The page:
Those boxes might as well have been staring right into the depths of my worn down soul. I wondered what it would feel like to not mark them off for once. What would it feel like to leave it all undone, to jump ship?  

I went online and booked a flight from Denver to Nashville for later that day.

For a little while, I spent time alone in Colorado doing nothing but the things I want to do. Hiking, going to concerts, laughing with strangers. I answered to no one except for the voice inside my head. It turns out that when that voice is given the rest it needs from the outside world, it can be a whole lot more kind. Taking time to get away from it all and forget what I am supposed to be doing filled my heart for the first time in a long time.

And just like that, all my problems were solved.

Just kidding.

Leaving the mountains felt like stepping straight into hell after being cradled in a safe haven. Getting on a plane back home wasn’t filled with comfort, but instead fear of the “to-do” items I left untouched. When the wheels of the plane touched down in Nashville, my first instinct was to panic and start planning how I’d catch up. But as I sat down and started to put pen to paper for yet another list, that now kind little voice in my head reminded me that I get to choose where I show up and where I don’t. I am in control of the “yes” and the “no”.

“Quit” sometimes feels like a harsh word. “No” also sometimes feels like a harsh word. For a long time, these words were terms I associated with failure. But it turns out that “no” is potentially the most difficult and liberating tool available to me.  

Taking off on a last minute trip didn’t change the way I approach my life. I continue to go through a month or two of burning myself out on work, exercise, social activities, volunteering, partying, and whatever else I can find to keep myself feeling fulfilled. Most of these time periods end in me realizing my self-set,  unrealistic expectations after a long ugly cry session at a red light. I’ll spend more time struggling to silence the irrational thoughts that have developed in my mind then I did building them in the first place. Anxiety has a good way of creeping up into attack mode when your surroundings slow down.

Sometimes, what’s meaningful is letting myself be a complete and utter wreck. If I am kind enough to love who I am through the breakdowns, I can show up in my commitments wholeheartedly.  I can be a fully functioning, completely loved human and also publicly not have my shit together.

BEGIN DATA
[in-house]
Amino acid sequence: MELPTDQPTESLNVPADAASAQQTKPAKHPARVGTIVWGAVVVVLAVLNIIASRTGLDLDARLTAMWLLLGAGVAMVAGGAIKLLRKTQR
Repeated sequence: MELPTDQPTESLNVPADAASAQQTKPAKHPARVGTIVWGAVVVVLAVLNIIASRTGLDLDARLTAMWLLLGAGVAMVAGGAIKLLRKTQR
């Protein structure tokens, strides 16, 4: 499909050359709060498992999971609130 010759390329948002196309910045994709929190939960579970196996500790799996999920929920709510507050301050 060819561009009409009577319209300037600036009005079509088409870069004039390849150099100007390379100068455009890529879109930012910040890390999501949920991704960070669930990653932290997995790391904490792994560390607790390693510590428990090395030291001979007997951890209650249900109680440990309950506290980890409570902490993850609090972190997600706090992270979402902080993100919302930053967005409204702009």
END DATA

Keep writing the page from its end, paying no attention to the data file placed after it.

Autumn is an easy time for many people to get carried away into new beginnings. It’s the time of the year where I see so many people pursuing new careers, starting new school years, taking promotions and falling into new relationships. Many times, I balance all these exciting new things at once and start to drown in them by Winter.

As this new year and season approaches I hope I can speak to myself kindly no matter what I’m opting in and out of. I hope I can soften my the harsh critic who lives in my head on the days where I just can’t get it right. I hope I can find a way to get off the balance beam and mark my unfulfilling boxes with capital “NO’s”. Until I do this more, I’ll be crying into my steering wheel on the corner of 3rd and Demonbreun and telling myself that this too shall pass.

Ally Pace
Ally is a writer/20-something extrovert living in Nashville, TN. She believes that there is no such thing as a stranger, only a friend she hasn't met yet. She hopes to be a dinosaur when she grows up.


  1. Thank you for writing this Ally.
    I read in the hope of getting an answer at the end. That didn’t happen, but I do feel at peace.
    You described my reality so well – taking on everything by choice & general people pleasing tendencies.
    I hope you are well!

  2. Thank you Ally! At 63, I still need to manage my self-imposed expectations to be liked and to get things done…but now I sometimes add in “before I die.” Doesn’t that feel ominous? Having survived cancer, there is a deeper understanding of what really matters and I tap into that well of wisdom frequently. Still, the post-it board of tasks stares at me from the corner of the kitchen. I can’t believe some post-its are still there from months ago. It’s a weird combination of shame and opportunity. Maybe today I’ll prioritize one of them—take that “mother” off the board. Or maybe I’ll call a friend. Thanks for providing the inspiration, perspective and understanding. It’s a brand new day and I’m still here making choices. Blessings to you!!